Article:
Australia’s most powerful consultants for 2021 (according to AFR)

28 September 2021 3 min. read
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Who are the most powerful consultants in Australia’s $6 billion consulting industry? According to a list by the Australian Financial Review, here are the six most influential consultants for 2021.

It’s been a big twelve months at the very top of Australia’s strategy and management consulting scene, a dramatic shift reflected in this year’s annual power list compiled by the business publication.

Since July of last year, all four of the Big Four have welcomed new CEOs, as has the unofficial fifth member of the band of Australia’s largest professional services firms: Accenture – whose British-born ANZ CEO Tara Brady was named at the top of the list.

Australia’s most powerful consultants for 2021

Tara Brady

Taking the helm in September of last year, Brady has been with Accenture since 2013, joining the firm via the partnership of Capco and crossing from its UK office. He also served in an earlier managing director stint with PwC, and now leads the Australian and New Zealand market of what is a $50 billion global business, having overseen half a dozen acquisitions during his short time in charge. The firm employs roughly 5,000 people in Australia.

Tom Seymour

Tapped to take over from outgoing CEO Luke Sayers last year (who has since established his own, eponymous consultancy), current PwC CEO Tom Seymour retains his spot on the consulting power list from 2020, albeit falling one place.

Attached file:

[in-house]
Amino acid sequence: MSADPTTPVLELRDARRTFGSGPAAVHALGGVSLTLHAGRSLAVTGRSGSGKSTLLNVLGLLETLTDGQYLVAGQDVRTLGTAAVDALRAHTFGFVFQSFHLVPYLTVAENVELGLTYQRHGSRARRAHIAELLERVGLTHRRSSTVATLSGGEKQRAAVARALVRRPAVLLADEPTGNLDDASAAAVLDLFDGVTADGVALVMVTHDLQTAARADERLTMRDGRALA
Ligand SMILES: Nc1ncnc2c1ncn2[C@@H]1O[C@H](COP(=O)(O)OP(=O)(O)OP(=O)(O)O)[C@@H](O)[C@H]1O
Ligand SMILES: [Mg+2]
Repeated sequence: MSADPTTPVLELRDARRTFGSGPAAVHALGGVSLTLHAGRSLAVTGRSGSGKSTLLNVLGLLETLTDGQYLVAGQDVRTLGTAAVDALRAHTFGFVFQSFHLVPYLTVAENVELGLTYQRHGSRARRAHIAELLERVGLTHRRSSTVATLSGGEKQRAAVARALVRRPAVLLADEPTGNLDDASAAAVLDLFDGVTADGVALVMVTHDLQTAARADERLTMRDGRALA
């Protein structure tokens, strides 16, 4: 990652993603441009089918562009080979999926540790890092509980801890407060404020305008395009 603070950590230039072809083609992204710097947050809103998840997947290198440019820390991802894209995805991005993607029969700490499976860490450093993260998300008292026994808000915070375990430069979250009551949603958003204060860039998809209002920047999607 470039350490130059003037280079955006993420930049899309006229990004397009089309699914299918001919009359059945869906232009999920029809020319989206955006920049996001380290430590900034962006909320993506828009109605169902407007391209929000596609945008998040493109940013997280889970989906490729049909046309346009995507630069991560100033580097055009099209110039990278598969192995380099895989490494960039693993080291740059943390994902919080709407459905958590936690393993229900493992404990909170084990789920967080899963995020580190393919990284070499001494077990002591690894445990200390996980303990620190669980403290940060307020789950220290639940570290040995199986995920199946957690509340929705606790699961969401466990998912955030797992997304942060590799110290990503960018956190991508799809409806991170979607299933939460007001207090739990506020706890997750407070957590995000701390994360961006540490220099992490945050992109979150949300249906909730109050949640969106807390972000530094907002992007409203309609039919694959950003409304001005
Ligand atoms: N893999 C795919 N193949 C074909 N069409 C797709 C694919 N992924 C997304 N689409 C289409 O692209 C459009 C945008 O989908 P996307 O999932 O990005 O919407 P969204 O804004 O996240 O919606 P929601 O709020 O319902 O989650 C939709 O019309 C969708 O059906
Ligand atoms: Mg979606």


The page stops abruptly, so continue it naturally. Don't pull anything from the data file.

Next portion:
With a headcount in excess of 8,000 generating local revenues of $2.6 billion, PwC remains Australia’s largest professional services firm by revenue. A talent crunch has recently seen the firm embark on a significant pay overhaul.

Chris Bradley

What self-respecting consultancy power list wouldn’t include a member of McKinsey, the management firm which exudes power? At third on the list is senior partner Chris Bradley, who according to the AFR estimates he has advised more than 90 chief executives and non-executive directors over the past year alone. The firm’s Strategy & Corporate Finance Practice leader for Asia, Bradley has been with McKinsey for more than two decades.

His recent client work spans media, banking, retail, consumer packaged goods, and telecommunications. In recent years, the overriding theme of this work is helping leading companies meet the challenge of digital disruption, face threats, and lean into opportunities through business model transformation.

Adam Powick

Edging out the other Big Four CEO elevations, David Larocca of EY and KPMG’s Andrew Yates, is the recently-installed head of Australia’s second biggest professional services firm Deloitte; Adam Powick.

Drafted into the CEO role from his former position heading up Deloitte’s Asia Pacific Consulting practice, Powick has been at the firm for almost 30 years. The one-time tech consultant now oversees a team of 10,000-plus across offices in Australia and Papua New Guinea.

Matt & Simone Rennie

This year’s surprise entry is husband and wife duo Matt & Simone Rennie, former leaders at EY and energy sector experts who set out on their own this year to launch boutique strategic and regulatory consultancy Rennie Partners. The firm in particular aims to support businesses in reducing emissions and navigating the transition to net-zero; and while the timing seems right in that sense, the new firm must now compete in a tight market for talent.

With Seymour the only returnee, those who have fallen out of the top five this year include other consulting bosses Byron Pirola, who sold strategy consultancy Port Jackson Partners to EY for a reputed $50 million last year, and 2018-2020 power list entry Skipp Williamson, the founder and managing director of Partners in Performance. Long-time Deloitte economist Chris Richardson and KPMG managing partner for Enterprise, Paul Howes, also dropped out.